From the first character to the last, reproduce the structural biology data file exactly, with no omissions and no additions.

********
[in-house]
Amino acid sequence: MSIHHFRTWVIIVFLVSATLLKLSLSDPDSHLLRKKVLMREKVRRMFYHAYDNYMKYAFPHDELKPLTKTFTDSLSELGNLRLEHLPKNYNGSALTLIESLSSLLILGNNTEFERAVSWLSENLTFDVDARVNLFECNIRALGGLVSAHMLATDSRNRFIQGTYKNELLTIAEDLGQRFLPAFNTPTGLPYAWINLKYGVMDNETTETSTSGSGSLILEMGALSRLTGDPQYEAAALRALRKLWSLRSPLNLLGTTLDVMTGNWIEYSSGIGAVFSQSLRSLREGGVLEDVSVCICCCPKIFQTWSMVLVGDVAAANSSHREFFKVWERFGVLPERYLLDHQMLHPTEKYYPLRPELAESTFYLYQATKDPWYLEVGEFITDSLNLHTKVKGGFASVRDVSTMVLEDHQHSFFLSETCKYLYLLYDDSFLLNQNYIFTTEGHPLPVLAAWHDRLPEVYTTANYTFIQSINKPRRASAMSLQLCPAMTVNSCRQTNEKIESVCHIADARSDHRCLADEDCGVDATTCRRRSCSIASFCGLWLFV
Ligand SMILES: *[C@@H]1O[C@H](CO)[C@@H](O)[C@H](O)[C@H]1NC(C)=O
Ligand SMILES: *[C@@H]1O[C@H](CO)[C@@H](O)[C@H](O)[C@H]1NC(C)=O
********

[in-house]
Amino acid sequence: MSIHHFRTWVIIVFLVSATLLKLSLSDPDSHLLRKKVLMREKVRRMFYHAYDNYMKYAFPHDELKPLTKTFTDSLSELGNLRLEHLPKNYNGSALTLIESLSSLLILGNNTEFERAVSWLSENLTFDVDARVNLFECNIRALGGLVSAHMLATDSRNRFIQGTYKNELLTIAEDLGQRFLPAFNTPTGLPYAWINLKYGVMDNETTETSTSGSGSLILEMGALSRLTGDPQYEAAALRALRKLWSLRSPLNLLGTTLDVMTGNWIEYSSGIGAVFSQSLRSLREGGVLEDVSVCICCCPKIFQTWSMVLVGDVAAANSSHREFFKVWERFGVLPERYLLDHQMLHPTEKYYPLRPELAESTFYLYQATKDPWYLEVGEFITDSLNLHTKVKGGFASVRDVSTMVLEDHQHSFFLSETCKYLYLLYDDSFLLNQNYIFTTEGHPLPVLAAWHDRLPEVYTTANYTFIQSINKPRRASAMSLQLCPAMTVNSCRQTNEKIESVCHIADARSDHRCLADEDCGVDATTCRRRSCSIASFCGLWLFV
Ligand SMILES: *[C@@H]1O[C@H](CO)[C@@H](O)[C@H](O)[C@H]1NC(C)=O
Ligand SMILES: *[C@@H]1O[C@H](CO)[C@@H](O)[C@H](O)[C@H]1NC(C)=O